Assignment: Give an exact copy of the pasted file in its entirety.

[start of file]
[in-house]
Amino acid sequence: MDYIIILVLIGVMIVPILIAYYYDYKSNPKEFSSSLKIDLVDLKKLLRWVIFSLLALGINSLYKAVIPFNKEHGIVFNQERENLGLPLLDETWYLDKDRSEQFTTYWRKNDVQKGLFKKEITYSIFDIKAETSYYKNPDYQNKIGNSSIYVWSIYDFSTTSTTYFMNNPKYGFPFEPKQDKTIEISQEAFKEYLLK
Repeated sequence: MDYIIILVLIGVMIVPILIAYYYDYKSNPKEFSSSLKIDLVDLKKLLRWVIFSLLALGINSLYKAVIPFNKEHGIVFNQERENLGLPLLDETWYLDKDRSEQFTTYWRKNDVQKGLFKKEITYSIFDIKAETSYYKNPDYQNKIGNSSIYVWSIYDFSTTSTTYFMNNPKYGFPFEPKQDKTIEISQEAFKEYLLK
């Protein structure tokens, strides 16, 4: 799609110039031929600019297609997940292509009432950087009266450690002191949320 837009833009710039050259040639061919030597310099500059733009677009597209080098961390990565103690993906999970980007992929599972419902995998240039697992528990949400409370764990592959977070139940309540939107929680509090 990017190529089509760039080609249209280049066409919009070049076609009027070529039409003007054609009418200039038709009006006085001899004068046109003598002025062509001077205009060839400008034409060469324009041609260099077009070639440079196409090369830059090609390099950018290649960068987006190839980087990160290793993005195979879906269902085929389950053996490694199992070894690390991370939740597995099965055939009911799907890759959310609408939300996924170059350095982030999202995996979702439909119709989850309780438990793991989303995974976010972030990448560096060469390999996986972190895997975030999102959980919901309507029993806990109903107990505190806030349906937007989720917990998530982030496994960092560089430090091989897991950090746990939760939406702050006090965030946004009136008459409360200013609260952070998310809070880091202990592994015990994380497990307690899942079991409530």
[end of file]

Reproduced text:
[in-house]
Amino acid sequence: MDYIIILVLIGVMIVPILIAYYYDYKSNPKEFSSSLKIDLVDLKKLLRWVIFSLLALGINSLYKAVIPFNKEHGIVFNQERENLGLPLLDETWYLDKDRSEQFTTYWRKNDVQKGLFKKEITYSIFDIKAETSYYKNPDYQNKIGNSSIYVWSIYDFSTTSTTYFMNNPKYGFPFEPKQDKTIEISQEAFKEYLLK
Repeated sequence: MDYIIILVLIGVMIVPILIAYYYDYKSNPKEFSSSLKIDLVDLKKLLRWVIFSLLALGINSLYKAVIPFNKEHGIVFNQERENLGLPLLDETWYLDKDRSEQFTTYWRKNDVQKGLFKKEITYSIFDIKAETSYYKNPDYQNKIGNSSIYVWSIYDFSTTSTTYFMNNPKYGFPFEPKQDKTIEISQEAFKEYLLK
């Protein structure tokens, strides 16, 4: 799609110039031929600019297609997940292509009432950087009266450690002191949320 837009833009710039050259040639061919030597310099500059733009677009597209080098961390990565103690993906999970980007992929599972419902995998240039697992528990949400409370764990592959977070139940309540939107929680509090 990017190529089509760039080609249209280049066409919009070049076609009027070529039409003007054609009418200039038709009006006085001899004068046109003598002025062509001077205009060839400008034409060469324009041609260099077009070639440079196409090369830059090609390099950018290649960068987006190839980087990160290793993005195979879906269902085929389950053996490694199992070894690390991370939740597995099965055939009911799907890759959310609408939300996924170059350095982030999202995996979702439909119709989850309780438990793991989303995974976010972030990448560096060469390999996986972190895997975030999102959980919901309507029993806990109903107990505190806030349906937007989720917990998530982030496994960092560089430090091989897991950090746990939760939406702050006090965030946004009136008459409360200013609260952070998310809070880091202990592994015990994380497990307690899942079991409530």